And the other thing to keep in mind here is that they're hoping that by getting more support from unions -- and that's the key difference about this march today. A lot of unions are joining them to say we're behind you, because we, too, have suffered. There have been job cuts, union losses, health benefit losses and cuts to various social services. So they're lending their support to this movement in hopes, too, that it will grow.
BLITZER: All right, Susan.
We'll stay in close touch with you.
We'll follow the breaking news. A huge, huge demonstrations, the Occupy Wall Street demonstration expanding dramatically on this day. We'll get back to you soon.
Thanks for that.
Other news we're following, including some political news. A Republican presidential campaign detour into drug charges and new allegations of unethical reporting. It's all part of the intrigue surrounding the boycott -- yes, the boycott of a Republican presidential debate proposed by the Spanish language network, Univision.
CNN's Joe Johns is digging into this story for us -- Joe, a central figure in all of this isn't actually a presidential candidate, but a popular United States senator. We're talking about Marco Rubio.
JOE JOHNS, CNN CORRESPONDENT: That's absolutely right, Wolf.
Two things at work here, really.
The first thing is the story about Marco Rubio's brother-in-law, who got arrested in a big drug investigation in South Florida in the 1980s. But what's pretty much overtaken that story is an uproar among Republicans about media tactics that they claim have crossed the line.
JOHNS (voice-over): It's a Miami vice crime story that goes all the way back to when Marco Rubio was 16 years old. At that time, Rubio's older sister married a guy who got arrested by the police on a drug charge. And Rubio, who would one day become a Republican senator from Florida and darling of the Tea Party, had nothing to do with it at all.
Fast forward to this past July, when Univision, the powerful Spanish language television network, found out about the arrest of Rubio's brother-in-law so many years ago and put an investigative story on the air about it. That would have been the end of it, except for one thing. Friends of Rubio told the "Miami Herald" newspaper that prior to airing it, an executive from Univision had suggested the story might be altered or even dropped if Rubio agreed to do an interview on Univision, which Rubio supporters are calling an improper media quid pro-quo.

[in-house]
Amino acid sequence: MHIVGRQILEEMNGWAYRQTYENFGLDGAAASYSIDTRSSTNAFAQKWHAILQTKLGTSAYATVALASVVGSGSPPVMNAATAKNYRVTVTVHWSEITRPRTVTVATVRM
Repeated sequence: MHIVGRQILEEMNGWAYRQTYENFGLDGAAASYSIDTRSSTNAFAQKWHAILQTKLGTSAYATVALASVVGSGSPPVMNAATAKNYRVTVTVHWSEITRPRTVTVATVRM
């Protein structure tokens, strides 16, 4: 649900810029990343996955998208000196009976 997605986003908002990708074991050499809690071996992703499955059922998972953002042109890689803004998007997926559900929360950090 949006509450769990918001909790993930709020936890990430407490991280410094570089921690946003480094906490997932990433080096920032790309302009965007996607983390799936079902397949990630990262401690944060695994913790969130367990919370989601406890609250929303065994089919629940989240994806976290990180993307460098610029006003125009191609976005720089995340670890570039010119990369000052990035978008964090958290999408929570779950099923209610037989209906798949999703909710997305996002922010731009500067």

"The Herald" says it printed the story after Western Republican Presidential Debate with unnamed Univision insiders and the newspaper calls "people in the know," who corroborated claims that a top Univision executive made the offer.
REP. DAVID RIVERA (R), FLORIDA: Well, first of all, we thought it was offensive and unacceptable for a national media organization like Univision to try to secure an interview with United States Senator Marco Rubio by exchanging some sort of agreement whereby they wouldn't air a report about a family member of his. And we wanted to make sure there were consequences to that -- those tactics that were utilized by Univision.
JOHNS: Univision categorically denies this. In the statement, it said: "We would never make such an offer with any protagonist in a news report and we did not make an offer in this case. We had various participants in a call to Senator Rubio's office, that included our principal internal attorneys."
Whatever the truth of it, the story has taken on a life of its own. Congressman David Rivera and others asked Republican presidential candidates not to participate in a Univision presidential debate. And most of the candidates have already agreed.
Anna Navarro is a friend of Rubio's who also worked for the presidential campaign of Jon Huntsman.
ANA NAVARRO, POLITICAL CONSULTANT: What we want is a resolution to this issue. The presidential candidates don't want to be in this middle of the drama, they want this issue resolved.
JOHNS: So here's the list of those candidates saying they would not do a Univision debate -- Romney, Perry, Huntsman, Cain, Bachmann and now Gingrich. Republicans we talked to disagree over whether it's the tactics or the story itself that irks them most. But some are demanding, at the very least, an apology from Univision -- Wolf.
BLITZER: Has the senator, Senator Rubio, just spoken to the candidates about what they're saying, about why they, at least as of now, don't want to participate in this Univision debate?